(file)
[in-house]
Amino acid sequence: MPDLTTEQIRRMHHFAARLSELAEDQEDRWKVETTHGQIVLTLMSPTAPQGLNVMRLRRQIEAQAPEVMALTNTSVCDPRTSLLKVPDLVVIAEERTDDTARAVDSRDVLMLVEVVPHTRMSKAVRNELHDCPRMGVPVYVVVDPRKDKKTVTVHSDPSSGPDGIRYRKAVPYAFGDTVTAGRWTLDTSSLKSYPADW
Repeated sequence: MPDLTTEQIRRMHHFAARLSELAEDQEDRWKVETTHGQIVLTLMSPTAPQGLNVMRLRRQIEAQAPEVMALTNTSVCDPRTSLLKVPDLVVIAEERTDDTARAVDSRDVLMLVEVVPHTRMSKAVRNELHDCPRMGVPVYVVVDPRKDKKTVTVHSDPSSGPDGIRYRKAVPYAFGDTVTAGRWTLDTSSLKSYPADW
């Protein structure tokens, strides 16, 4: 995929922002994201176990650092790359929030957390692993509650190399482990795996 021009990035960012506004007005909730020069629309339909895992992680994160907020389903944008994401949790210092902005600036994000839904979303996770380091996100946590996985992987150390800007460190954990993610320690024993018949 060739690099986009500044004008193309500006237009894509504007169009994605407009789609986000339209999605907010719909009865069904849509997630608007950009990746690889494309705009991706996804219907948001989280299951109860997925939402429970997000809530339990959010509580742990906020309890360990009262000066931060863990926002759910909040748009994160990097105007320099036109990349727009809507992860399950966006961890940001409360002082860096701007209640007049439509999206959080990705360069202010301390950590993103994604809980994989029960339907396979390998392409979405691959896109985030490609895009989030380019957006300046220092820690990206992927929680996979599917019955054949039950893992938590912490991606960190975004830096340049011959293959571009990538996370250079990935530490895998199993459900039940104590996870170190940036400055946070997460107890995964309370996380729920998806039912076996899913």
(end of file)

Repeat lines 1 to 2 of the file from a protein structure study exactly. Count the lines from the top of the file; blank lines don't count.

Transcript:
[in-house]
Amino acid sequence: MPDLTTEQIRRMHHFAARLSELAEDQEDRWKVETTHGQIVLTLMSPTAPQGLNVMRLRRQIEAQAPEVMALTNTSVCDPRTSLLKVPDLVVIAEERTDDTARAVDSRDVLMLVEVVPHTRMSKAVRNELHDCPRMGVPVYVVVDPRKDKKTVTVHSDPSSGPDGIRYRKAVPYAFGDTVTAGRWTLDTSSLKSYPADW